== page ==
“Plant food,” also known as plant fertilizer, is commonly used on plants in homes or gardens. Such fertilizers keep plants healthy and allow them to grow faster.
Plant foods can be hazardous to people and pets through physical contact, inhalation, or accidental ingestion. It is safe to use fertilizers on nonedible plants, but you should always be cautious when handling and storing plant food.
If you want to fertilize edible plants, you should ask a professional for advice about which products to buy.
You may develop the following symptoms if you come into physical contact with plant fertilizers:
- skin redness
- burning sensation on the skin
- itchy skin
- burning of the nose, eyes, or throat
You may experience these symptoms if you ingest plant fertilizers:
- body parts (such as fingernails, lips, or hands) turn blue from lack of oxygen
- low blood pressure
- shortness of breath
- upset stomach or stomach pain
Plant fertilizers can poison people and pets if they are inhaled or accidentally ingested. Touching the fertilizer may cause skin irritation, and ingesting it may be poisonous. Nitrates are the ingredients that cause the poisoning.
Nitrates are a form of nitrogen that plants can easily absorb. Nitrogen is essential for plant growth, but it can be very dangerous when present at high levels in humans. Within our bodies, nitrates lower the ability of the red blood cells to carry and deliver oxygen.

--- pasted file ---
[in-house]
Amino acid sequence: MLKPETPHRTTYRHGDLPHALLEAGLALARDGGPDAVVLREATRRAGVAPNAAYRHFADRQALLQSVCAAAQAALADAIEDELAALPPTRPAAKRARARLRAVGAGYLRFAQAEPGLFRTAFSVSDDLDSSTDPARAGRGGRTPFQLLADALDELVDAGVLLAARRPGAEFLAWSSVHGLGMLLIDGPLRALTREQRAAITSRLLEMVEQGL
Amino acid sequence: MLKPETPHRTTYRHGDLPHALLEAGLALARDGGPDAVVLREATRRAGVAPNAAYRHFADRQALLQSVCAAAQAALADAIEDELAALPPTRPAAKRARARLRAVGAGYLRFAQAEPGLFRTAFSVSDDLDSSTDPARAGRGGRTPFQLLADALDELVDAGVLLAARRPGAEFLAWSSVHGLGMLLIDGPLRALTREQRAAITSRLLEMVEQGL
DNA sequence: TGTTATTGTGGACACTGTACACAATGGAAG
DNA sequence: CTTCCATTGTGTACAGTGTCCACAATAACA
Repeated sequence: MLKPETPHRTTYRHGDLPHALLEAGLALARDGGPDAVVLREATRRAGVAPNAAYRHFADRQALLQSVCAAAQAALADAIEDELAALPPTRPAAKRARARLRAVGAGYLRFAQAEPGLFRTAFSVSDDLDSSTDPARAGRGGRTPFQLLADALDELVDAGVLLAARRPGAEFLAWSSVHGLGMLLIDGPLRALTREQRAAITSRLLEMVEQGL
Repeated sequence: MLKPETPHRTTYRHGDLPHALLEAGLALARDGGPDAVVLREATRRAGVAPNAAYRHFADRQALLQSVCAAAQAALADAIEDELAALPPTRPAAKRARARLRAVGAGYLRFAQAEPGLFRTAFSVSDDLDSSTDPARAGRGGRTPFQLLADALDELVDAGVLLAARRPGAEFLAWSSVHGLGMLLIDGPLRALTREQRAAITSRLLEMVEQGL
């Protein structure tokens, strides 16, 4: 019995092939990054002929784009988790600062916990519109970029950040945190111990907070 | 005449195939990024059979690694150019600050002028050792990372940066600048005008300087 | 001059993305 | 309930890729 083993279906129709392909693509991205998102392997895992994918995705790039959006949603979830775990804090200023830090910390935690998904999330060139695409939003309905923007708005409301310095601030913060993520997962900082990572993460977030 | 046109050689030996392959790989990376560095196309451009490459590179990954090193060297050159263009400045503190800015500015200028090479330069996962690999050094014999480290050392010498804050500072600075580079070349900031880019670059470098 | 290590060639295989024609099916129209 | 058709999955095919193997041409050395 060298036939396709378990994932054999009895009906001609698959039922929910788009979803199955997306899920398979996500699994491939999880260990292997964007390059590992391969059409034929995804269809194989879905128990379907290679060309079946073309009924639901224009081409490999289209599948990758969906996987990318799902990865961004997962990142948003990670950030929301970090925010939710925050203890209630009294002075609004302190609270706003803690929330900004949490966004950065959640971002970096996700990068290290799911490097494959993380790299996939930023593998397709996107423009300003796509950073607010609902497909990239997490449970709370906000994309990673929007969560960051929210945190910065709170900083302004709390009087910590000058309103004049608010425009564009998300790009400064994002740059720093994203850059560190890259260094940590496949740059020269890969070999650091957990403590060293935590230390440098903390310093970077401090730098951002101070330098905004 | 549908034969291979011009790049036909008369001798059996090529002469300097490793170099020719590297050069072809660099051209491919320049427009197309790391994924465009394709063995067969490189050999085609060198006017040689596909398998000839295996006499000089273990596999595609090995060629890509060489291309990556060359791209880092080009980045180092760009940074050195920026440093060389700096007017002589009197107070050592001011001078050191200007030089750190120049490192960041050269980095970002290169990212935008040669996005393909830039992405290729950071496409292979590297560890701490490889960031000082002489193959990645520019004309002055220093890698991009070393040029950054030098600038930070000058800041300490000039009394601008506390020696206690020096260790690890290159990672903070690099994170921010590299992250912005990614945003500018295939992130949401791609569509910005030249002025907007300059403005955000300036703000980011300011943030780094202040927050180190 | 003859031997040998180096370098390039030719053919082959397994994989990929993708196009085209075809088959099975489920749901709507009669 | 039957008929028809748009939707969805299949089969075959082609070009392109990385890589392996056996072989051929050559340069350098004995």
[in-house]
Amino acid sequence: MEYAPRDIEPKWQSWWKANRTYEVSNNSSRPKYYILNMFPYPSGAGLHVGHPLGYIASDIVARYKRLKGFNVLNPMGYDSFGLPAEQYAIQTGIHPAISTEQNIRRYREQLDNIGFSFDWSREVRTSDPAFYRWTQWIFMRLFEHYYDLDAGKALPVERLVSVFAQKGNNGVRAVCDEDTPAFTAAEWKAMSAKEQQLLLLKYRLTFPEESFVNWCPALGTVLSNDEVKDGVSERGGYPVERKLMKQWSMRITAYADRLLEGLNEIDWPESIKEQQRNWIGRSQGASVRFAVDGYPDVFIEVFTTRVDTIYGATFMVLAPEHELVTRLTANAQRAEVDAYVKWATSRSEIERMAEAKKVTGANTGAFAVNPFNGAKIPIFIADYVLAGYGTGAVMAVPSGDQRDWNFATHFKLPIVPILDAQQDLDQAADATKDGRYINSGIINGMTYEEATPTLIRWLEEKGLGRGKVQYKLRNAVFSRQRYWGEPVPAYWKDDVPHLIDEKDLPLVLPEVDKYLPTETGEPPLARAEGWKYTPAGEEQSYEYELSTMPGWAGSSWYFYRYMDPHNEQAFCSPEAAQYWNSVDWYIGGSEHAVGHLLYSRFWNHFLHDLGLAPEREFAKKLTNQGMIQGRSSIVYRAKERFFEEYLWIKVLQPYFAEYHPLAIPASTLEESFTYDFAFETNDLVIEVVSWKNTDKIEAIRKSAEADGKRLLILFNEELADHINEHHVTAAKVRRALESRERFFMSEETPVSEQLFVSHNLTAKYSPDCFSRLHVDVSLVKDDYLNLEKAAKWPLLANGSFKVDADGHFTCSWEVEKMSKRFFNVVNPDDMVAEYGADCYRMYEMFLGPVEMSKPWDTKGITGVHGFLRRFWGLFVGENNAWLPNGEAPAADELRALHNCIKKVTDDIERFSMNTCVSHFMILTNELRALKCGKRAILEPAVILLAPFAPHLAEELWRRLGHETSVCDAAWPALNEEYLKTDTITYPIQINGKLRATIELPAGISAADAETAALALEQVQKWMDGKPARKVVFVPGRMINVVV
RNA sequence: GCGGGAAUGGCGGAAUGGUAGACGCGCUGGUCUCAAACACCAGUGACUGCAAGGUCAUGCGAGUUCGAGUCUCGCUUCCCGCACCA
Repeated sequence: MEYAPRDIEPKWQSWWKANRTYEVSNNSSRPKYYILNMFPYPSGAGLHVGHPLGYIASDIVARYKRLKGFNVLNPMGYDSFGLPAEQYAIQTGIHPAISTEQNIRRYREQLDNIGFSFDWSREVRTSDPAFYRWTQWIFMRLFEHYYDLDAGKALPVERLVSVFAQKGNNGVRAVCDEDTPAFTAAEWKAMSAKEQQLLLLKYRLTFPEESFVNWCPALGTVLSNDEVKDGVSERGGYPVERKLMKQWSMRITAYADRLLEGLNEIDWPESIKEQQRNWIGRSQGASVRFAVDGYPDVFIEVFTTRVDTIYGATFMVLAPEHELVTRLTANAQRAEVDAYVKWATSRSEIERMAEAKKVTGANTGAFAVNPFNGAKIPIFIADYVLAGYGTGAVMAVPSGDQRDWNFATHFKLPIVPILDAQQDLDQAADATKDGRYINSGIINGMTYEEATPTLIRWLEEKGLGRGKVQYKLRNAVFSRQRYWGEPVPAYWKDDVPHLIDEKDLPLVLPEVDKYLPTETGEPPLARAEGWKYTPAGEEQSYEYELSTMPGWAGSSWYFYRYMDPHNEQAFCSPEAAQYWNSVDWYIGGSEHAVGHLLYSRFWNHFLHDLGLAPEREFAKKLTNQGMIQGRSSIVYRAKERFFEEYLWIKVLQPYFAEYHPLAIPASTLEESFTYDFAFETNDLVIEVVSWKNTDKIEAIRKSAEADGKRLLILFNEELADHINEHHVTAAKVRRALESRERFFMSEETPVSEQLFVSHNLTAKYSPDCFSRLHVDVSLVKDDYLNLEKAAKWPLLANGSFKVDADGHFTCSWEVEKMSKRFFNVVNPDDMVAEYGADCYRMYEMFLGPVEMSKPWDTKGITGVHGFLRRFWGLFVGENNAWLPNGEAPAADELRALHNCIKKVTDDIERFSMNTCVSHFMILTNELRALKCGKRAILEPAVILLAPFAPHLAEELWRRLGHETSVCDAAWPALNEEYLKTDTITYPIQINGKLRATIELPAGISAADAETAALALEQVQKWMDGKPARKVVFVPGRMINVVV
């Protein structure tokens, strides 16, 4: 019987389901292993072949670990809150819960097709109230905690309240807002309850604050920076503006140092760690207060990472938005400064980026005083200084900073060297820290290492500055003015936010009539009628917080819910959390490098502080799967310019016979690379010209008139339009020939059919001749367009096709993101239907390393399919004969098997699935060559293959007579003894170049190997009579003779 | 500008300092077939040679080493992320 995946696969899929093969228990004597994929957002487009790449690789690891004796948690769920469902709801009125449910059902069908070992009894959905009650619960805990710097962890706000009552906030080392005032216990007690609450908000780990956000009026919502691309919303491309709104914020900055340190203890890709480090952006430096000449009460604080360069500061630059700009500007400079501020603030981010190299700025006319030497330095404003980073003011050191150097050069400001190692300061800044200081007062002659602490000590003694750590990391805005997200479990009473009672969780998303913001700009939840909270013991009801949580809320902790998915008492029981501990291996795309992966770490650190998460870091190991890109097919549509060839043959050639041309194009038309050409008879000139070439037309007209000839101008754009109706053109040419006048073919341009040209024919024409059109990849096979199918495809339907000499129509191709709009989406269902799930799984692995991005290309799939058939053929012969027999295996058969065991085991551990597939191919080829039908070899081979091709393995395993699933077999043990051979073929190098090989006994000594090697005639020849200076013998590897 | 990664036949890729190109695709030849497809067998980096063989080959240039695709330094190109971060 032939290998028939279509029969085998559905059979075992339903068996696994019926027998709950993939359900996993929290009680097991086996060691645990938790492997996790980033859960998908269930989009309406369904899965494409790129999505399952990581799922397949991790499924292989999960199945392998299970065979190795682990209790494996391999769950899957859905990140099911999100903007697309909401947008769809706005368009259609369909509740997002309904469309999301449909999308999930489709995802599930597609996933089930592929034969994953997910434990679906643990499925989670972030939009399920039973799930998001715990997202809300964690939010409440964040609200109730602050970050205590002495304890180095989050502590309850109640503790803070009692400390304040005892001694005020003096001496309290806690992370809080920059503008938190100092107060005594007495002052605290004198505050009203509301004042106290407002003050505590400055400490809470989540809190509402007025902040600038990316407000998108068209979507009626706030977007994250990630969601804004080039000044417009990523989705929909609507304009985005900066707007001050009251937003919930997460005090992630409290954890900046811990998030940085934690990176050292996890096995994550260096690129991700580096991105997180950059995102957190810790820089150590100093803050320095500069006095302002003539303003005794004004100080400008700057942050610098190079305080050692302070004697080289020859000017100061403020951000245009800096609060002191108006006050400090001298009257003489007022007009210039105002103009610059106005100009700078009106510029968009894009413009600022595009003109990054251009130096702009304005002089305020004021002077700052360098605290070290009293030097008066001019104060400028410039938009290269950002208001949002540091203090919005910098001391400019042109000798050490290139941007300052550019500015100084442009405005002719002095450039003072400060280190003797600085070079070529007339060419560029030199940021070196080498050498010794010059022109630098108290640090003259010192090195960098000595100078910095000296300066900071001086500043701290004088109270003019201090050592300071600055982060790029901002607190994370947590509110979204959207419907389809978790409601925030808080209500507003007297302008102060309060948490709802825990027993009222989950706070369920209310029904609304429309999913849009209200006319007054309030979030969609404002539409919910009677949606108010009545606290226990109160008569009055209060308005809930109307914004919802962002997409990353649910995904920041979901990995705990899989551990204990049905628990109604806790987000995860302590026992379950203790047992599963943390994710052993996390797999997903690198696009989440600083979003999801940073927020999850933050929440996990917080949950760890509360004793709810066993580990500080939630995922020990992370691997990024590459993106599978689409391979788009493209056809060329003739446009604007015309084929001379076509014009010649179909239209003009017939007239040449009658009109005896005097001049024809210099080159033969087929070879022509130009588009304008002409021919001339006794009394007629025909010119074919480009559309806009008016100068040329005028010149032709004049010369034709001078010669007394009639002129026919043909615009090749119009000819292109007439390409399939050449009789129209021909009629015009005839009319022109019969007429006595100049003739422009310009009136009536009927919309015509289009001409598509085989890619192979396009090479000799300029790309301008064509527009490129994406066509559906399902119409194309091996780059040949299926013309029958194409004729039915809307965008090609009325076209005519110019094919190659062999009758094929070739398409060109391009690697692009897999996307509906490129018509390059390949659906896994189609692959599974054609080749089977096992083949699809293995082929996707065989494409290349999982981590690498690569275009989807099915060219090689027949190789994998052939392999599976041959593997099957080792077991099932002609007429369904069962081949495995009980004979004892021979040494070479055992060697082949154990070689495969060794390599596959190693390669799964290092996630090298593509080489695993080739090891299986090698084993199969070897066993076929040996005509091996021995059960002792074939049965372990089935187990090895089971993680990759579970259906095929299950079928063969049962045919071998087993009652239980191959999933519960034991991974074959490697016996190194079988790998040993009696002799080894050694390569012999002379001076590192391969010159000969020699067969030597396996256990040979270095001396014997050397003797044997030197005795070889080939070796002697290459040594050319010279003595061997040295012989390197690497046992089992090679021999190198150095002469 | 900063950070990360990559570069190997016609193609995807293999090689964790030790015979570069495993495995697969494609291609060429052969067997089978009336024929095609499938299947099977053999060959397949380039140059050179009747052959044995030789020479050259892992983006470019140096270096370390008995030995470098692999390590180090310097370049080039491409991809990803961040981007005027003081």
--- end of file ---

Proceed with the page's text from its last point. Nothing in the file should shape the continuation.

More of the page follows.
If you believe you have been poisoned by plant food, you should call the National Poison Control Centers hotline immediately. The emergency number is 800-222-1222.
You should also seek medical help. When paramedics arrive, be prepared to tell them:
- which fertilizer you were exposed to
- whether it was inhaled, ingested, or touched
- how much of the material you came in contact with
- when the contact occurred
Get fresh air immediately if the plant food was inhaled.
If the plant fertilizer is in your eyes or on your skin, flush thoroughly with water for at least 15 minutes.
If you ingested the substance, do not induce vomiting unless the poison control center tells you to. You should drink water or milk, unless they advise against it.
Don’t drink anything if you’re vomiting, as this could lead to choking or drowning. The same guidelines apply if you’re providing care to a victim who is vomiting or unconscious.
The poison control center may advise you to go to the hospital. Once there, the staff will assess the severity of your poisoning.
Your doctor may run tests to check for methemoglobinemia. In this condition, the nitrate binds to the hemoglobin in your blood. Normally, hemoglobin is the compound that allows the blood cells to carry oxygen throughout your body.
When you have methemoglobinemia, your blood cannot adequately circulate oxygen, causing a bluish tint in the oxygen-starved areas. Since methemoglobinemia is more common in infants, it is sometimes called “blue baby syndrome.”
If necessary, doctors at the hospital may give you medications, breathing support, or IV liquids.
Your ability to recover from plant food poisoning depends on the following factors:
- what type of fertilizer you came into contact with
- how much fertilizer you inhaled, ingested, or touched
- how much time passed before you sought medical help
You should always seek immediate medical care if you or a loved one has been poisoned by plant food, as the condition — if not treated — can be fatal.